N.T. Wright on the past and future of Christianity
For 2,000 years, Christian, Jews, and Muslims—Muslims for less than 2,000 years, but you know what I mean—have just said, That’s not what we think a human life is all about. Suddenly, we have a cultural imperative [to embrace LGBT identity] coming in the last 30 years or so. That’s quite an extraordinary thing …
In the early Church, one of the great attractions of Christianity was actually a sexual ethic. It is a world where more or less anything goes, where women and children are exploited, and where slaves are exploited often in hideous and horrible ways. In the Greco-Roman world, if you’d already had one daughter, and then you had another, the regular thing was either to sell her into slavery or literally to leave her out for the wolves.
So a lot of people, particularly the women, found the Christian ideal of chastity amazingly refreshing.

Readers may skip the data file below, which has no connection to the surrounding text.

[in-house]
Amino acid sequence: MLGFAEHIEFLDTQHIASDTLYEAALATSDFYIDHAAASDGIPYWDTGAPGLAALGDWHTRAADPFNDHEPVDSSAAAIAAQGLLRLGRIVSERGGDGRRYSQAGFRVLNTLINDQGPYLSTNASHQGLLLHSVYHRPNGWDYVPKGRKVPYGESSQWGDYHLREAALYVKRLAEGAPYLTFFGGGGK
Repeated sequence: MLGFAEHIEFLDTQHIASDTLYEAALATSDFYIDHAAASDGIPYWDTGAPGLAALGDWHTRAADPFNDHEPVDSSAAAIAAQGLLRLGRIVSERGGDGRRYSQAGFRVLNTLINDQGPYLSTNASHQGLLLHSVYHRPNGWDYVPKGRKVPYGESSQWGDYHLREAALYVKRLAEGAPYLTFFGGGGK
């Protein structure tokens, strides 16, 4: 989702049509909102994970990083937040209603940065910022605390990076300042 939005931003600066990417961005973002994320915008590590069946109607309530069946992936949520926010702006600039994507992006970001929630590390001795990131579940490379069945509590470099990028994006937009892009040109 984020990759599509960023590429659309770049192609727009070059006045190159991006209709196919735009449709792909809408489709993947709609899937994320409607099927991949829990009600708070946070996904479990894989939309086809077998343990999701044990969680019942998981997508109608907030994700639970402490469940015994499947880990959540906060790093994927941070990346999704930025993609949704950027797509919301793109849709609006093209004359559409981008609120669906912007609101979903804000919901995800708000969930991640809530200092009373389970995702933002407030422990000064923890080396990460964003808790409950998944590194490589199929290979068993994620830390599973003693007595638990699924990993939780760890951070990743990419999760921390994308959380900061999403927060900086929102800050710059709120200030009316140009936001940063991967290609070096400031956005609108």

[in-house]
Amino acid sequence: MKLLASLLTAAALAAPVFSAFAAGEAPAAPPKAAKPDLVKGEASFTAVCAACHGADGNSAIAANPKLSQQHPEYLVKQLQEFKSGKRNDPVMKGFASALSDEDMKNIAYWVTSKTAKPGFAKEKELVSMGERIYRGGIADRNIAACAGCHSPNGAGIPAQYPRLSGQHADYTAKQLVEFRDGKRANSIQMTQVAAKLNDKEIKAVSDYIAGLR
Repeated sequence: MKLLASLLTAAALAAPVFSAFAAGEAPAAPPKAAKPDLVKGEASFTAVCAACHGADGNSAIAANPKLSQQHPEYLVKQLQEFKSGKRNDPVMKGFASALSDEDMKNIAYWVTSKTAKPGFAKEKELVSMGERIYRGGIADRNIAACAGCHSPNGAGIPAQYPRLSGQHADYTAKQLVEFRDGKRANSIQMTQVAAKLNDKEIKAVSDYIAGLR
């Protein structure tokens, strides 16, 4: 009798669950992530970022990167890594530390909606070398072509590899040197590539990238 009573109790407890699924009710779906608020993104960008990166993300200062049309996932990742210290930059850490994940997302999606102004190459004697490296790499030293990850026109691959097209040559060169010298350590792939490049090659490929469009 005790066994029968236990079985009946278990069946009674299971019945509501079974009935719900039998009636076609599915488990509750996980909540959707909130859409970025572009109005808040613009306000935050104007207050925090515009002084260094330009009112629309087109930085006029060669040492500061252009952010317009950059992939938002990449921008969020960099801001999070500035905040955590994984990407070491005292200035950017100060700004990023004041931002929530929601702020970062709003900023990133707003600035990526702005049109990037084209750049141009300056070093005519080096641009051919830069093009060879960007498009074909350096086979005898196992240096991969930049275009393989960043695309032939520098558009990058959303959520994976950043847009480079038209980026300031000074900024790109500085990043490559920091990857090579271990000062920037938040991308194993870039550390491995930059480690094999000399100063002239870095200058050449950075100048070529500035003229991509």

You know, God is the God of surprises. New things can happen; new things should happen. … [T]here are more Anglicans in church in Nigeria on a Sunday than in the whole of Britain and America put together.
… [R]ead the four Gospels. That’s what they’re there for. And recognize that in the prayer Jesus taught us to pray: “Forgive us our trespasses.” You don’t just say that once, at the beginning of your Christian life. You jolly well say it every day, because you will need to. The trouble is that the Church is far too good at hoping that everyone else will be asking for forgiveness for their trespasses. Self-critique is part of the Gospel. And where the Church forgets that—oh boy, things go badly wrong.
N.T. Wright in an interview with Emma Green This is a pretty good interview. Green pushes back on LGBT issues, but I think the second and third paragraphs are a good answer.